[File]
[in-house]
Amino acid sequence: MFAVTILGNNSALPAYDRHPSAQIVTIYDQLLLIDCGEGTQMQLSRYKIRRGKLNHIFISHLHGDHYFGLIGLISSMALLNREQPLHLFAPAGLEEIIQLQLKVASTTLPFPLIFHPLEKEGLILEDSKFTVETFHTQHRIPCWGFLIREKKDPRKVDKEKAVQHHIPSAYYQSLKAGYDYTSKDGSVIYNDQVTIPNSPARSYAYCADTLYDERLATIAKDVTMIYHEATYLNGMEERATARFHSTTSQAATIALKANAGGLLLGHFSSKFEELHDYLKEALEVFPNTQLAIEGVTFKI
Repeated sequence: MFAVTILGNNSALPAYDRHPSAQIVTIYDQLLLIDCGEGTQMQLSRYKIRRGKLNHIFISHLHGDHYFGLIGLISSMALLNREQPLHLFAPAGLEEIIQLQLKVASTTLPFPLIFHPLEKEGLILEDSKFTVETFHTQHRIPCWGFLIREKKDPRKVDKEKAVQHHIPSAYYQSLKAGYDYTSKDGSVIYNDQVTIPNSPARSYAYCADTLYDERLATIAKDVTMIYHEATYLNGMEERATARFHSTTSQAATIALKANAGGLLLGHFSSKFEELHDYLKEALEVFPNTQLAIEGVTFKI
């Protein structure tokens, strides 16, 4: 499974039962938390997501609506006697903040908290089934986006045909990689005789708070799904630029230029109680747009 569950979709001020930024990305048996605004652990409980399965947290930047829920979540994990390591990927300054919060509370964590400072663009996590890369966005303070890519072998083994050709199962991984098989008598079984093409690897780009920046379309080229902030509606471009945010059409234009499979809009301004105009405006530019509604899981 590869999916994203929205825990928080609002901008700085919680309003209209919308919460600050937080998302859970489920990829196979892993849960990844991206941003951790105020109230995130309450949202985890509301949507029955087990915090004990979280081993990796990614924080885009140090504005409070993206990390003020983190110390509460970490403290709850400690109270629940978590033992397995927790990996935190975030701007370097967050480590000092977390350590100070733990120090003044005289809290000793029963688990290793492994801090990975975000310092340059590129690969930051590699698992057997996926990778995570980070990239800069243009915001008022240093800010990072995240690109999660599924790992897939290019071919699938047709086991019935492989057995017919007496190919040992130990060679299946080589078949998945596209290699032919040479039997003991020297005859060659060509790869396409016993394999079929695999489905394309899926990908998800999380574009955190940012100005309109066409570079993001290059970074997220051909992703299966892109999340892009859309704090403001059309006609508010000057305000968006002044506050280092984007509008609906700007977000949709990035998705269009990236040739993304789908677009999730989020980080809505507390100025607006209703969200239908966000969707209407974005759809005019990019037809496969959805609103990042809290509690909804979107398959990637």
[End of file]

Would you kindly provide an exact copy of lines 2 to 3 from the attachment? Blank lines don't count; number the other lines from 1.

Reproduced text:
Amino acid sequence: MFAVTILGNNSALPAYDRHPSAQIVTIYDQLLLIDCGEGTQMQLSRYKIRRGKLNHIFISHLHGDHYFGLIGLISSMALLNREQPLHLFAPAGLEEIIQLQLKVASTTLPFPLIFHPLEKEGLILEDSKFTVETFHTQHRIPCWGFLIREKKDPRKVDKEKAVQHHIPSAYYQSLKAGYDYTSKDGSVIYNDQVTIPNSPARSYAYCADTLYDERLATIAKDVTMIYHEATYLNGMEERATARFHSTTSQAATIALKANAGGLLLGHFSSKFEELHDYLKEALEVFPNTQLAIEGVTFKI
Repeated sequence: MFAVTILGNNSALPAYDRHPSAQIVTIYDQLLLIDCGEGTQMQLSRYKIRRGKLNHIFISHLHGDHYFGLIGLISSMALLNREQPLHLFAPAGLEEIIQLQLKVASTTLPFPLIFHPLEKEGLILEDSKFTVETFHTQHRIPCWGFLIREKKDPRKVDKEKAVQHHIPSAYYQSLKAGYDYTSKDGSVIYNDQVTIPNSPARSYAYCADTLYDERLATIAKDVTMIYHEATYLNGMEERATARFHSTTSQAATIALKANAGGLLLGHFSSKFEELHDYLKEALEVFPNTQLAIEGVTFKI